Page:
TABLE 5______________________________________            Comparative ExampleExample                      10  10        11        9       1/500  1/500 Dilute            1/500 Dilute                      1/500 Dilute                              Dilute  solution  solution  solution                              solution  of fiber  of fiber  of fiber                              of fiber  treatment treatment treatment                              treatmentTreating  composition            composition                      composition                              composi-                                     Blanksolution  No. 1     No. 3     No. 7   tion No. 8                                     --______________________________________Propertiesof treat-ed sample:Softness  4-5       4-5       5       3      2andsmooth-nessAntistatic  1000      1200      2000    1200   5000propertyFastness  4-5       4-5       4-5     4-5    4-5todaylightFastness  4         4         4       4      4towashingFastnessto per-spirationAcid   5         5         5       5      5Alkali 5         5         5       5      5FastnesstorubbingDry    5         5         5       5      5Wet    5         5         5       5      5______________________________________
EXAMPLES 12-14 AND COMPARATIVE EXAMPLES 11-13

Polyester/cotton mixed knitted fabrics (using No. 60 thread, density of fabric: 500 g/m) were used as samples. Each of treating solutions shown in Table 6 was held at 35 C. The sample was immersed in this treating solution for 15 minutes at a bath ratio of 1:20, dehydrated to a pickup of 35% and then dried for 7 minutes at 100 C. Incidentally, fiber treatment compositions No. 9 to No. 11 are as follows:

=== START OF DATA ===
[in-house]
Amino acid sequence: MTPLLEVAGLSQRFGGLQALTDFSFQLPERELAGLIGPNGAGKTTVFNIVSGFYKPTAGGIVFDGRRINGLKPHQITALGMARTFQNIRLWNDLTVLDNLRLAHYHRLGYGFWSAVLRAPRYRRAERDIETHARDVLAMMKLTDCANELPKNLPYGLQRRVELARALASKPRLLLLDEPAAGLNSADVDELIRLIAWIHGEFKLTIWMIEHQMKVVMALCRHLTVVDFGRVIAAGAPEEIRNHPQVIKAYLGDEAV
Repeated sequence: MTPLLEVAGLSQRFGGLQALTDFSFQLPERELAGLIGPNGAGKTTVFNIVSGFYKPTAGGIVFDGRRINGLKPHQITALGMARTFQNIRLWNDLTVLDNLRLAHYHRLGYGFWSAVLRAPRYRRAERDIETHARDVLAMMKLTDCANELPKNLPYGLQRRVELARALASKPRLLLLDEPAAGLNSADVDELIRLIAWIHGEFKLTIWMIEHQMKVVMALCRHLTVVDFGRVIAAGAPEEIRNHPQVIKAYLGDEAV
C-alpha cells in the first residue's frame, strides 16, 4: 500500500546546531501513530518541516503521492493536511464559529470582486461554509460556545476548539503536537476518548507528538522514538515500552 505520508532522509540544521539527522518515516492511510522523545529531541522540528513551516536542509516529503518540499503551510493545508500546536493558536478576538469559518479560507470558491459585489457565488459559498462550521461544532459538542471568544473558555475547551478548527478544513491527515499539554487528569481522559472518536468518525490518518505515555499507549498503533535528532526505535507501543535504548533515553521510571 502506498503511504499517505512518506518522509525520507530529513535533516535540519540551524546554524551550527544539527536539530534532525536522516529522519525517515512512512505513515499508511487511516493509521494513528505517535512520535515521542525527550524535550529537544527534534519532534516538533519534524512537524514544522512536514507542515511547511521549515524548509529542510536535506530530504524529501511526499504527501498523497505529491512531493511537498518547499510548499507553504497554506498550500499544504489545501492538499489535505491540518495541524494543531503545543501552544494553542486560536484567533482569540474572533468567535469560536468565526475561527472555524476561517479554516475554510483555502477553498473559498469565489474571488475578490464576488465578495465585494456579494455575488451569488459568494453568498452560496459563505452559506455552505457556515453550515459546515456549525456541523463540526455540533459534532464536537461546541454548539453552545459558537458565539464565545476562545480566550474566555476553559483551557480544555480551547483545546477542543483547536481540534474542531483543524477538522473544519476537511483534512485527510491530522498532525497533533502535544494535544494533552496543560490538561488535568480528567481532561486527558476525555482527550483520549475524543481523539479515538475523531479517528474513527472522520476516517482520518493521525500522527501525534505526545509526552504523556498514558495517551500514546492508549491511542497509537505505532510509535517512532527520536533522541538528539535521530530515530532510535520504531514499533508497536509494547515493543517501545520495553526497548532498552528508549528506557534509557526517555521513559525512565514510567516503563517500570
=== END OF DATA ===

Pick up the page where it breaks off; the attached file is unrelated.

Fiber Treatment Composition No. 9

A commercially-available softener comprising a polyamide type cationic surfactant as a main component (content of active ingredient: 15 wt. %).

Fiber Treatment Composition No. 10

A commercially-available softener comprising an aminosilicone type surfactant as a main component (content of active ingredient: 20 wt. %).

Fiber Treatment Composition No. 11

A dimethylsilicone emulsion (content of active ingredient: 25 wt. %).

The softness and smoothness, antistatic property, water absorption property, color fastness to daylight, color fastness to washing, color fastness to perspiration, and color fastness to rubbing of the samples after the treatment were evaluated in accordance with the same standards as those in Examples 7-9. The results are shown in Table 6.